“Passions are not akin to happiness”, says Balesh Jindal

Dr. Balesh Jindal, a doctor for 40 years, received a Compassion Award from Stanford University and was featured on BBC. She’s also an artist and won awards in badminton. Despite wanting to be a famous pediatrician in London, she ended up in a small village called Kapashera. Her book, ‘The Reluctant Doctor,’ tells the story of how she had to give up her dreams and face challenges in rural healthcare. Excerpts:
Q. How did the idea to write this book originate? Did you come up with it or was it in response to some event?
A. few years into my medical practice, I realized that the lives and times of the rural people needed to be told and heard. The incidents and the difficulties faced by them made me uncomfortable and I knew that I had to write a book about their lives, resilience and dignity. The motivation to write the book was extremely strong.
Q. You were a modern girl from an affluent background. How did you overcome the challenges of a rural practice?
A. Even though the clinic was not my idea of an ideal practice, I pursued it, redesigning my path and refocusing my lens as I went along. That became my unlearning and my absolution as I realized that I was touching thousands of lives.
Q. How did you manage to connect with the rural patients and did that take a toll on your personal life?
A.I did not just treat patients but built long term relationships. As I became ‘my family doctor’ to thousands of families it was inevitable that besides being a medical specialist, I was cast in the role of an official advisor for marital relationships, careers, financial planning, wardrobe advice and extramarital affairs.
When did these patients merge with my own priorities and psyche and became one entity? Well, I do not know. When did my acceptance of the clinic become my resilience?
Maybe I did not compartmentalize life enough and let the patients occupy all the compartments of my mind and heart till they mushroomed into a spate that drowned everything.   I wish that I had not seen so much behind their faces. I should have limited my gaze to diagnosing the illness because seeking the unknown was tiring. So tiring that I forgot to live my own life!
Q You have described your book as a socioeconomic commentary, can you elaborate?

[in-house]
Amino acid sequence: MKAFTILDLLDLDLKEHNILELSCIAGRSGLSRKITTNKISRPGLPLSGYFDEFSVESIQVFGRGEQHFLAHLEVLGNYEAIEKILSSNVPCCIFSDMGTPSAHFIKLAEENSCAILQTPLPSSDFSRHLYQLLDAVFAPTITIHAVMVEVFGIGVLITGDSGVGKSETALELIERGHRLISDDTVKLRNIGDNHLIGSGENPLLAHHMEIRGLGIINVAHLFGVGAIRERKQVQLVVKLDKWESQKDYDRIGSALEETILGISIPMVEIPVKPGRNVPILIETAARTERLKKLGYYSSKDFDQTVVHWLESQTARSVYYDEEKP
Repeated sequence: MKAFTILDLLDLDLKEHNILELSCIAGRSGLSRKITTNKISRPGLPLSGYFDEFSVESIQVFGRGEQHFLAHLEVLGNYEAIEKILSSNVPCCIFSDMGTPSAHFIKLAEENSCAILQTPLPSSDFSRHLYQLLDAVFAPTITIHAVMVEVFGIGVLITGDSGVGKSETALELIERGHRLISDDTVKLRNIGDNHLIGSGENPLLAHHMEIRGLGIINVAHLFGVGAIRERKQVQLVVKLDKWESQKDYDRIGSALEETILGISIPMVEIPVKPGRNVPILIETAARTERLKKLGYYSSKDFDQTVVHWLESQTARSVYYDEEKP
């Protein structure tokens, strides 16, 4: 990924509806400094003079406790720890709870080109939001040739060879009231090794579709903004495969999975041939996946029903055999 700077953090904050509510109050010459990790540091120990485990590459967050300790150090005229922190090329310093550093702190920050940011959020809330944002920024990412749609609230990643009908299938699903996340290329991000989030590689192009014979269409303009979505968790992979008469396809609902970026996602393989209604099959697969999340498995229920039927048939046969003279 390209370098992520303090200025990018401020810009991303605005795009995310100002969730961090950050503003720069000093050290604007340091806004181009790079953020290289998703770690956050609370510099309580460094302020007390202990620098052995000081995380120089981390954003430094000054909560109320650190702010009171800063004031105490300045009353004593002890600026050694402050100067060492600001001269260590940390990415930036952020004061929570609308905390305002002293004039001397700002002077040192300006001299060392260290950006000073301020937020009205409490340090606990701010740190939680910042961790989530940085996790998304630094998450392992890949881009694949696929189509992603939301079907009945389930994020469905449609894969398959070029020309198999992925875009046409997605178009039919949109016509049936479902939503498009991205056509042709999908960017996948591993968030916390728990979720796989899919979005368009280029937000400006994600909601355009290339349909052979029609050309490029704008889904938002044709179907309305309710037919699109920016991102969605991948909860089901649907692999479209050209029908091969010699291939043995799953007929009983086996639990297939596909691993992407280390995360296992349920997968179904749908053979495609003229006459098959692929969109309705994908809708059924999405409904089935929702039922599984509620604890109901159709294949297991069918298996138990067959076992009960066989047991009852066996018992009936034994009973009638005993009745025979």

A. I observed the way society moved with the advent of new wealth, new exposure to modernity and westernization in the 1990 s.
For me GDP was not just a number, it was a foreboding of new diseases.
As families were caught unawares in the tsunami of imported goods, they were swirled around mercilessly till they gasped for breath.  I saw malnutrition, heart disease and liver diseases raise their heads. Drugs, rapes, school dropouts, domestic violence became common. It was the poor who bore the brunt of all development.
Q. You have written about the big fat Indian family. Why does it disturb you so much?
A .  I saw so many young girls who were brought in with obvious signs of sexual abuse. I discovered that most of the time the culprit was a familiar person and he was never indicted. In fact his identity was protected energetically by the family. The victim was always a young girl.  Few are the sins which protect the sinner. Rape was one of them.  The rapist almost always got away scot free. It was the victim who saved him. What an irony! Thanks to the big fat Indian family.
Q. What is the one thing you want the reader to remember from the book?
A. Passions are not akin to happiness. Even if one finds oneself in less than perfect situations just adjust the lens to see another rainbow, a more beautiful one.
Q. Any words of advice to aspiring writers?
A. Anything that you write has to be from the heart. If it doesn›t rip your heart open, it won’t do anything to the readers too.  As Nietzche says ‘only if there is chaos inside, will it give rise to a dancing star’.
Dr. Shiv Sethi is a renowned author, thinker and reviewer.

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